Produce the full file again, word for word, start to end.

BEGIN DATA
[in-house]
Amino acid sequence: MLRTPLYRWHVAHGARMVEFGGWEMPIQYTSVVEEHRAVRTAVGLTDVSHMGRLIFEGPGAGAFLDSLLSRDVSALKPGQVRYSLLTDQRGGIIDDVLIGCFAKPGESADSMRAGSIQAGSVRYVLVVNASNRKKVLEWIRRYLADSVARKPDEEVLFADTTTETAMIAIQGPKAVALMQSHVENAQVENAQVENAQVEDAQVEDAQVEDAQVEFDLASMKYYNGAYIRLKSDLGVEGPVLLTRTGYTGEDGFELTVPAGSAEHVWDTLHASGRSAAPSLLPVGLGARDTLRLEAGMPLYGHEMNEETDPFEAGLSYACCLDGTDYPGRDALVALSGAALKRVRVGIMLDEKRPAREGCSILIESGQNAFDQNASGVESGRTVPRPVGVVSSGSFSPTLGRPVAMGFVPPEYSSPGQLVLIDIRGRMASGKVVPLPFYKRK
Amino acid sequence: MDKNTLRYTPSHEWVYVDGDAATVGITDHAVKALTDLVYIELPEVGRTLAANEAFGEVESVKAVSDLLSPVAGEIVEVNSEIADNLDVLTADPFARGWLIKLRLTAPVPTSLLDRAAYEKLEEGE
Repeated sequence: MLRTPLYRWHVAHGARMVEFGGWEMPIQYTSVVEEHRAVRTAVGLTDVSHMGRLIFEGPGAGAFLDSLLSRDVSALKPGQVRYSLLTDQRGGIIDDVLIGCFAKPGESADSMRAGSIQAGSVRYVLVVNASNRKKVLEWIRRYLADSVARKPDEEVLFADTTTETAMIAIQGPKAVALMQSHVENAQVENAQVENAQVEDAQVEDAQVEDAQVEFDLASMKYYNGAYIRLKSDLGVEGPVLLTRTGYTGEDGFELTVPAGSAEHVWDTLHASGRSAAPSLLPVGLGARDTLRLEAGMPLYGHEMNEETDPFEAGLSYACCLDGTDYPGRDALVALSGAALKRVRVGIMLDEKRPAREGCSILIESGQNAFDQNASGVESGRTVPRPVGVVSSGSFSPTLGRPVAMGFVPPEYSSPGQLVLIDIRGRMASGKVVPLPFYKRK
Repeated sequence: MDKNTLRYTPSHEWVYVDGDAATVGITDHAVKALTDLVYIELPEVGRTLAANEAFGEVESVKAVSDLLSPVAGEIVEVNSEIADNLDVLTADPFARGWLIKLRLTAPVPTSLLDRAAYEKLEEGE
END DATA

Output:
[in-house]
Amino acid sequence: MLRTPLYRWHVAHGARMVEFGGWEMPIQYTSVVEEHRAVRTAVGLTDVSHMGRLIFEGPGAGAFLDSLLSRDVSALKPGQVRYSLLTDQRGGIIDDVLIGCFAKPGESADSMRAGSIQAGSVRYVLVVNASNRKKVLEWIRRYLADSVARKPDEEVLFADTTTETAMIAIQGPKAVALMQSHVENAQVENAQVENAQVEDAQVEDAQVEDAQVEFDLASMKYYNGAYIRLKSDLGVEGPVLLTRTGYTGEDGFELTVPAGSAEHVWDTLHASGRSAAPSLLPVGLGARDTLRLEAGMPLYGHEMNEETDPFEAGLSYACCLDGTDYPGRDALVALSGAALKRVRVGIMLDEKRPAREGCSILIESGQNAFDQNASGVESGRTVPRPVGVVSSGSFSPTLGRPVAMGFVPPEYSSPGQLVLIDIRGRMASGKVVPLPFYKRK
Amino acid sequence: MDKNTLRYTPSHEWVYVDGDAATVGITDHAVKALTDLVYIELPEVGRTLAANEAFGEVESVKAVSDLLSPVAGEIVEVNSEIADNLDVLTADPFARGWLIKLRLTAPVPTSLLDRAAYEKLEEGE
Repeated sequence: MLRTPLYRWHVAHGARMVEFGGWEMPIQYTSVVEEHRAVRTAVGLTDVSHMGRLIFEGPGAGAFLDSLLSRDVSALKPGQVRYSLLTDQRGGIIDDVLIGCFAKPGESADSMRAGSIQAGSVRYVLVVNASNRKKVLEWIRRYLADSVARKPDEEVLFADTTTETAMIAIQGPKAVALMQSHVENAQVENAQVENAQVEDAQVEDAQVEDAQVEFDLASMKYYNGAYIRLKSDLGVEGPVLLTRTGYTGEDGFELTVPAGSAEHVWDTLHASGRSAAPSLLPVGLGARDTLRLEAGMPLYGHEMNEETDPFEAGLSYACCLDGTDYPGRDALVALSGAALKRVRVGIMLDEKRPAREGCSILIESGQNAFDQNASGVESGRTVPRPVGVVSSGSFSPTLGRPVAMGFVPPEYSSPGQLVLIDIRGRMASGKVVPLPFYKRK
Repeated sequence: MDKNTLRYTPSHEWVYVDGDAATVGITDHAVKALTDLVYIELPEVGRTLAANEAFGEVESVKAVSDLLSPVAGEIVEVNSEIADNLDVLTADPFARGWLIKLRLTAPVPTSLLDRAAYEKLEEGE